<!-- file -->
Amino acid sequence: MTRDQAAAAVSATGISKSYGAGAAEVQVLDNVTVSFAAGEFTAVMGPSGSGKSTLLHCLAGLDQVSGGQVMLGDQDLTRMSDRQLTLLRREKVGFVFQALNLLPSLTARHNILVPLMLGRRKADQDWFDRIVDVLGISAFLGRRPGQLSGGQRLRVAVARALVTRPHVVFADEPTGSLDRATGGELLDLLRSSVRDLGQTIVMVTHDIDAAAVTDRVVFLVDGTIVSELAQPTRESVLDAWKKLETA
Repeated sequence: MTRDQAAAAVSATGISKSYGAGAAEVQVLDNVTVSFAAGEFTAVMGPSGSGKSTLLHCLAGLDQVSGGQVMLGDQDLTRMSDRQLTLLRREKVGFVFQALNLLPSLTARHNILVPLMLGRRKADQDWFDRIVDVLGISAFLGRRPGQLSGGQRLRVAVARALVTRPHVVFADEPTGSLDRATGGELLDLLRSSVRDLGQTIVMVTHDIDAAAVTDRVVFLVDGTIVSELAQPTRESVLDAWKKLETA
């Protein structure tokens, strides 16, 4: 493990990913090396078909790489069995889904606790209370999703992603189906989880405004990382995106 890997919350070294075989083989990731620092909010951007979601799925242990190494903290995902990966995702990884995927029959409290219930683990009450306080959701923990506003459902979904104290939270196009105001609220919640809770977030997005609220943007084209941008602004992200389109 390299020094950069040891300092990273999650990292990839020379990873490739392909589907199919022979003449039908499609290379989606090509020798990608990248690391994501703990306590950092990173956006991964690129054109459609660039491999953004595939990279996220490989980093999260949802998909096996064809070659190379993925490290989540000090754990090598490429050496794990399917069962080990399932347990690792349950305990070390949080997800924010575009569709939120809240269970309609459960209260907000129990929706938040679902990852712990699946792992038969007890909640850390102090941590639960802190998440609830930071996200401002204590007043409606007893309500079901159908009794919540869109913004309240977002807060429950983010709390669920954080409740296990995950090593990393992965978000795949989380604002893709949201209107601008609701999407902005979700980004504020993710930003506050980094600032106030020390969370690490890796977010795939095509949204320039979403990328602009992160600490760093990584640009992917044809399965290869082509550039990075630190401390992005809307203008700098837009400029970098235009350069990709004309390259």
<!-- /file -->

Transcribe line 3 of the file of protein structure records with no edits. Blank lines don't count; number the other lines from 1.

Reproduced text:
């Protein structure tokens, strides 16, 4: 493990990913090396078909790489069995889904606790209370999703992603189906989880405004990382995106 890997919350070294075989083989990731620092909010951007979601799925242990190494903290995902990966995702990884995927029959409290219930683990009450306080959701923990506003459902979904104290939270196009105001609220919640809770977030997005609220943007084209941008602004992200389109 390299020094950069040891300092990273999650990292990839020379990873490739392909589907199919022979003449039908499609290379989606090509020798990608990248690391994501703990306590950092990173956006991964690129054109459609660039491999953004595939990279996220490989980093999260949802998909096996064809070659190379993925490290989540000090754990090598490429050496794990399917069962080990399932347990690792349950305990070390949080997800924010575009569709939120809240269970309609459960209260907000129990929706938040679902990852712990699946792992038969007890909640850390102090941590639960802190998440609830930071996200401002204590007043409606007893309500079901159908009794919540869109913004309240977002807060429950983010709390669920954080409740296990995950090593990393992965978000795949989380604002893709949201209107601008609701999407902005979700980004504020993710930003506050980094600032106030020390969370690490890796977010795939095509949204320039979403990328602009992160600490760093990584640009992917044809399965290869082509550039990075630190401390992005809307203008700098837009400029970098235009350069990709004309390259």